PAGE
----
- In what specific ways did I coach the whole athlete not just the player and did I coach the whole person, not just the athlete?
- The key to motivating players is to catch them doing something right. As much as possible, give praise publicly, and individual constructive criticism privately. Motivate by inspiration not intimidation. Constructive criticism is always about the behavior never about the person – do not make it personal.
- Was I an effective communicator? Did I give clear instructions with players stationary, giving me eye contact, and using active listening skills?
II. General Practice Design Evaluation
- Consider what do I want my team to be able to do by the end of the week and by the end of practice? In other words, practices are designed from the end of the week and the end of the day backward.
- A – Action all people engaged all of the time and that includes you – “Coach” = verb (Do I have sufficient equipment & help to use multi-stations of same drill or multiple drills?) If you have players standing in a line waiting to be “served” your practice plan has a flaw in it!
- R- Repetitions (Multi-tasking. e.g., 3 ‘n 1’s, effective use of equipment, did the players get at least 20 quality (game speed, game intensity) position reps today? 20 x 5 > 100 x 1 (20 reps in 5 consecutive days will be more productive than 100 reps in one day)
- C- Competitions (Ind., pairs, teams, - targets & relays) with significant consequences (usually a positive reward) younger players love to compete for points leading to a reward; older players need measurable goals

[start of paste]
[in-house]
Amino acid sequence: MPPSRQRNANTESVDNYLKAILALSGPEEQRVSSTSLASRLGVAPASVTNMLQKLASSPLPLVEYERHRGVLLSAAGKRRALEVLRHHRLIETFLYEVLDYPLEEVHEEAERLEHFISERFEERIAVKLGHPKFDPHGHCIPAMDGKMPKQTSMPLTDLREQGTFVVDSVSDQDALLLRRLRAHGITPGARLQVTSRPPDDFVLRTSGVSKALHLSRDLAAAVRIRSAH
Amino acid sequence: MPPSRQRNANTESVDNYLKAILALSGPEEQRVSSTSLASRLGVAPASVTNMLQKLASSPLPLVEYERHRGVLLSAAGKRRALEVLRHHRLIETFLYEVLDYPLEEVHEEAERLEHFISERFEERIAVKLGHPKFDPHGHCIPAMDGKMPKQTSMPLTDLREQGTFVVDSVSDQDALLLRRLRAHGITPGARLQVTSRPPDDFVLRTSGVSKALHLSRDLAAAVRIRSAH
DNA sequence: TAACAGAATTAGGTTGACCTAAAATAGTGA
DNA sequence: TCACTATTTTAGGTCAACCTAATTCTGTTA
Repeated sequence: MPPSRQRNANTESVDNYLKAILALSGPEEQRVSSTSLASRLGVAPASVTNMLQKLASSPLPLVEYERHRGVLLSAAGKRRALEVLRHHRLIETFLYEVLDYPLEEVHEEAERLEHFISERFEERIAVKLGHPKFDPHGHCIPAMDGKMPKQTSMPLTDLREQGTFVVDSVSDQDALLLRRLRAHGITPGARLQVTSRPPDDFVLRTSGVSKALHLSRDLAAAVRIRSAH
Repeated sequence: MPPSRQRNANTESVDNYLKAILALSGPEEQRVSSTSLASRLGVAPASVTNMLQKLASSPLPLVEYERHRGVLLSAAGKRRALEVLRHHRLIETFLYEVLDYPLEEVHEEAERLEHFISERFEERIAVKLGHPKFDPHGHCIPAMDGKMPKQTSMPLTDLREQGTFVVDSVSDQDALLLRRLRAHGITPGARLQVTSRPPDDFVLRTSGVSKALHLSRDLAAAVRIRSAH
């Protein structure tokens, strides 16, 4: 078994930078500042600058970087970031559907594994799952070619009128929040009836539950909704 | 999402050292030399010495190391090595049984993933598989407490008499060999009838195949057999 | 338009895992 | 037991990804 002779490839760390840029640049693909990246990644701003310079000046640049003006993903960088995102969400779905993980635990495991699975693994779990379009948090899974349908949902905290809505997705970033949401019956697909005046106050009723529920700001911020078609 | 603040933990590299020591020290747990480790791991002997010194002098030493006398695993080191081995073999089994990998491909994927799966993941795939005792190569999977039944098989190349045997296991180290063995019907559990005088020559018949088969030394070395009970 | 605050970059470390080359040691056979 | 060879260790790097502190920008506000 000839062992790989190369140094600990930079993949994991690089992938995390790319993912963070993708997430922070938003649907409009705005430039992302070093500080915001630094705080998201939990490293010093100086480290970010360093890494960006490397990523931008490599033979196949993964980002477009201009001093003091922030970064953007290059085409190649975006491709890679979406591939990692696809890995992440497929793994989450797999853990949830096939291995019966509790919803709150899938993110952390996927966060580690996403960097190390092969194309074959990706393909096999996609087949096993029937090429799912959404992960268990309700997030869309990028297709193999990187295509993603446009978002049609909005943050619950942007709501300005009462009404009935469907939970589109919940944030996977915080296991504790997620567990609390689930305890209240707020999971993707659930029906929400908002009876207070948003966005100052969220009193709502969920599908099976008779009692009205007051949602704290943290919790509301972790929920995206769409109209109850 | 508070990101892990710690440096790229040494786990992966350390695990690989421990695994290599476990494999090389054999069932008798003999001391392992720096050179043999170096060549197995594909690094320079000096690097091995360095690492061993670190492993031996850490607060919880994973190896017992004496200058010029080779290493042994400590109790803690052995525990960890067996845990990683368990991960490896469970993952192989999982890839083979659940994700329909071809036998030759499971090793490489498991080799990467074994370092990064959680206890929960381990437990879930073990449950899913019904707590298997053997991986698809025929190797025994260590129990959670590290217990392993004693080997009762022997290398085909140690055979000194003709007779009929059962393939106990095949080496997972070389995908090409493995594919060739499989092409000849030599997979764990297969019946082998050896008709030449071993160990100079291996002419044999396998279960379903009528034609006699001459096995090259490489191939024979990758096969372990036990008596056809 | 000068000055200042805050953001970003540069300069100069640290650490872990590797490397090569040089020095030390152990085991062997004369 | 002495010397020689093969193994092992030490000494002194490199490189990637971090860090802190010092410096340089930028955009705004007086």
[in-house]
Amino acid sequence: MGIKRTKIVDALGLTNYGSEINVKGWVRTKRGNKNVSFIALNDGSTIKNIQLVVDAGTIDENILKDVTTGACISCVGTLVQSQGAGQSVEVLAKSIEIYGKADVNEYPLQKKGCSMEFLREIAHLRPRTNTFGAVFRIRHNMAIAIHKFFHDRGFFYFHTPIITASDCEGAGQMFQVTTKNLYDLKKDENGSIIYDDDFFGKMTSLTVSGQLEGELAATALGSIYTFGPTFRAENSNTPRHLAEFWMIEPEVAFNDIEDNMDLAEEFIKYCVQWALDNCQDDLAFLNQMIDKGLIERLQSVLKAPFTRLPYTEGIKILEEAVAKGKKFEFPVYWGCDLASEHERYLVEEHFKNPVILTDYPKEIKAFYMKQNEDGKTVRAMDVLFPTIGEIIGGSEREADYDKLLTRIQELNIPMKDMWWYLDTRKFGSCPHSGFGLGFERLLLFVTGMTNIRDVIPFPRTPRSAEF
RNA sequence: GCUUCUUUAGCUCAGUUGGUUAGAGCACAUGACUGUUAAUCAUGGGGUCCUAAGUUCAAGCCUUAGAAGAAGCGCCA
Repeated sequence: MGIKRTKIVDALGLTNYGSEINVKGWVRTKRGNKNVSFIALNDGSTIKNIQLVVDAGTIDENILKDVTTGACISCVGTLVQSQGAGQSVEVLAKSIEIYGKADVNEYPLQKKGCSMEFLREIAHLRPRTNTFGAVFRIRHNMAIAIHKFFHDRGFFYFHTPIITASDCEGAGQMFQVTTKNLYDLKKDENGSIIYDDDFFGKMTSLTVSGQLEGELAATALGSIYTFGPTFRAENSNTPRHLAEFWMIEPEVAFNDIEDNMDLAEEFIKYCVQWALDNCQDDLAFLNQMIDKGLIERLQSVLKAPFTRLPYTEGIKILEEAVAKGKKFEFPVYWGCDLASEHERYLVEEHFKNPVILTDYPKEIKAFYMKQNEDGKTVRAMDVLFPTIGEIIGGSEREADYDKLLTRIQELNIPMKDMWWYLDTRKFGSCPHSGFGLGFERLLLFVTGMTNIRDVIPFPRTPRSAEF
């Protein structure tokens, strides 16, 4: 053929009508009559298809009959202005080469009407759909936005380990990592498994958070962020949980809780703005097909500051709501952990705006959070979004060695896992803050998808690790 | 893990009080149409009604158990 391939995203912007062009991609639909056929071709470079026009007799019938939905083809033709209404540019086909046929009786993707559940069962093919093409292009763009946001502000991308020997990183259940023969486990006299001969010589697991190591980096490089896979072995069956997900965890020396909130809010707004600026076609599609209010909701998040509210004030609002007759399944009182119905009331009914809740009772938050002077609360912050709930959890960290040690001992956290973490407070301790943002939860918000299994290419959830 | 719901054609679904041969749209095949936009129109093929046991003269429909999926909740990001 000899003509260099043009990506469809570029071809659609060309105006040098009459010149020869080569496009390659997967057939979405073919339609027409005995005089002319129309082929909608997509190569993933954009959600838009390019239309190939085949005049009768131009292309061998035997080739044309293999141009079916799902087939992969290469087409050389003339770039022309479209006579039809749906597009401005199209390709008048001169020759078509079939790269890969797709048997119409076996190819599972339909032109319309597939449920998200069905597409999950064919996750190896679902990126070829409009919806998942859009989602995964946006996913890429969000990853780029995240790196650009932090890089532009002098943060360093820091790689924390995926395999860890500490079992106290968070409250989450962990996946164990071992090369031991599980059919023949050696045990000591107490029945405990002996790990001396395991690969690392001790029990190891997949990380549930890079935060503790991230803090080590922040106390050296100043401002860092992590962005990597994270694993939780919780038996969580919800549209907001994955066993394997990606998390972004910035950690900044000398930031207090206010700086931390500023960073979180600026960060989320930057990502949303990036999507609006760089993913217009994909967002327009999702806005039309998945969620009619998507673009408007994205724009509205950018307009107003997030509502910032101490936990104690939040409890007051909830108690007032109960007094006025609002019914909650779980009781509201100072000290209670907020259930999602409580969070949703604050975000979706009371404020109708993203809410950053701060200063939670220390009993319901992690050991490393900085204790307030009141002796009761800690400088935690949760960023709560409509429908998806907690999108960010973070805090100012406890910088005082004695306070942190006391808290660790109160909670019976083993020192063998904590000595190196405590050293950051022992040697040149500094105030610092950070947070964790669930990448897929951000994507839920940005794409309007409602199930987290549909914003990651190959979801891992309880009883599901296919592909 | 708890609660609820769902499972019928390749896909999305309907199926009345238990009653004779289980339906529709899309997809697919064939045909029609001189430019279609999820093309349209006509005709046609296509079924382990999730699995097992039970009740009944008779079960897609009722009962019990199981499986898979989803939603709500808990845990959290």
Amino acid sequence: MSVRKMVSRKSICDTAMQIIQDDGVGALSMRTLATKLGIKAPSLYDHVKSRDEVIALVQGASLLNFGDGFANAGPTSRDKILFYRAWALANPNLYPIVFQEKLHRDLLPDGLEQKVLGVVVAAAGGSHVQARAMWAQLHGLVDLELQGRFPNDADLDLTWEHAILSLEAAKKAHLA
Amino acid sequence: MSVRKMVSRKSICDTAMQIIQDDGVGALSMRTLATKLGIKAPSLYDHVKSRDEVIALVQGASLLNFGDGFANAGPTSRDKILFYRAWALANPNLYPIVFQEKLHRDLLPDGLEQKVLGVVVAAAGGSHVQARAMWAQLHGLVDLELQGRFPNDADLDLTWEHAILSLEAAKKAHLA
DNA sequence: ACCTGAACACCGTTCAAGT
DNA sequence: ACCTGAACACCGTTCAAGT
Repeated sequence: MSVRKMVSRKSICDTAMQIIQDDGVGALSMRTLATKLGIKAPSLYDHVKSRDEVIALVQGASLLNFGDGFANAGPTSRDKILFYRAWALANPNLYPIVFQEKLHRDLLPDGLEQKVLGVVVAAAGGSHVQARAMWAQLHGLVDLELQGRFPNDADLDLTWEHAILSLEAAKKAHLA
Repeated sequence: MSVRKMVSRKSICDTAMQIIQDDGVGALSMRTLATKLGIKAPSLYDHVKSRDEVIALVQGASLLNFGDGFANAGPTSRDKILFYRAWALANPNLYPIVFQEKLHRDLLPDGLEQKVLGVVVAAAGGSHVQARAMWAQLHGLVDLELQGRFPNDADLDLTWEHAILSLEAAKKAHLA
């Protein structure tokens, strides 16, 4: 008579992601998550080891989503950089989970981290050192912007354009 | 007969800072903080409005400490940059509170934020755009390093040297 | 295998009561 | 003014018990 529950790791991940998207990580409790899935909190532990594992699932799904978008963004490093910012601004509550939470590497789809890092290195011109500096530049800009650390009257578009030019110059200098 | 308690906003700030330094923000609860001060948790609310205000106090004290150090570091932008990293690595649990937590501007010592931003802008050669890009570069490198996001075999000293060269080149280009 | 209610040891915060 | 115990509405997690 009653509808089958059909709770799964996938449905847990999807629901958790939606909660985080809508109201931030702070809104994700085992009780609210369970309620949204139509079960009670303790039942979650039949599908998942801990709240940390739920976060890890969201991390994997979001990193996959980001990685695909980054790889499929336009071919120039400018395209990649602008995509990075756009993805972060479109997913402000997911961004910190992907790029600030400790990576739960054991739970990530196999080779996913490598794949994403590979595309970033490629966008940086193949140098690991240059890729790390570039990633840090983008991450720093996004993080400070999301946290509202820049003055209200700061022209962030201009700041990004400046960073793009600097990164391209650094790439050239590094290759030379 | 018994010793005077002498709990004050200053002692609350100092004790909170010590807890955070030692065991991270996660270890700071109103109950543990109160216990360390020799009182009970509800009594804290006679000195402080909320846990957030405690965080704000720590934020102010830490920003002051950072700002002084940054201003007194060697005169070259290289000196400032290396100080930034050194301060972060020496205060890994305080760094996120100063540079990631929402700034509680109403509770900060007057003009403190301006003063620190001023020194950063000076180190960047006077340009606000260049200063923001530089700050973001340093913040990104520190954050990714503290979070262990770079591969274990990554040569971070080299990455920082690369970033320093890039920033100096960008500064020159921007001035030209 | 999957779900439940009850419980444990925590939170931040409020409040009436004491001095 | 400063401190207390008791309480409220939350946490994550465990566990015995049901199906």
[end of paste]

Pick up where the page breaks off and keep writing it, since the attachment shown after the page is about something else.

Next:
- F – Fun (e.g., Games, Competitions, Creative Handshakes, Hi-Jinx Skits)
- Flexibility – have contingencies for weather changes, player absences, field unavailability – weather damage or competition from other teams
- Is practice plan written and posted with timed segments incorporating general athletic, sport and life skills
- Does it end in a game simulation or scrimmage during which the coaches simply observe to see what the players have learned?
- As a result of my practice design, are the players better athletes not just better players in my sport?
- In summary: After every practice and game, the team should ask themselves :
- Did we inspire others to be better people by our actions before, during and afterward?
- Could we have defeated our best competition today?
- Did you see your players and assistant coaches smile and laugh? Did they see you do the same?
- Were your players and coaches comfortable enough to share something from their heart during a team huddle?
- Did someone new step up to demonstrate leadership skills?
- Was everyone committed to and held accountable for the TEAM getting better today?
- Did everyone attempt to "practice perfectly" at every phase of the practice?
- In what ways did you and your coaching staff push your players out of their comfort zone to be mentally and physically tougher?
- Was there a consistent high energy from beginning to end?
- Did the execution of the practice plan in its flow and progression match its design?
- Were YOU better today than yesterday?
- Did everyone act excited to come back tomorrow?
III. Drill Design Evaluation (applies to every part of practice!)
- Use A-R-C-F as described above!
- Dry mechanics (e.g., no ball just footwork or body movement) – stationary first, then with movement
- Regular mechanics (e.g., add glove, ball and/or bat), easy, comfortable movement first, then work up to game speed and game intensity, and finally to competitions with significant consequences
- Be sure to use all Learning Modality Cues – Auditory, Visual, Kinesthetic
- Progressions – Set your players up for success by using gradual progressions; the process of the drill should be the same process as in the game for every drill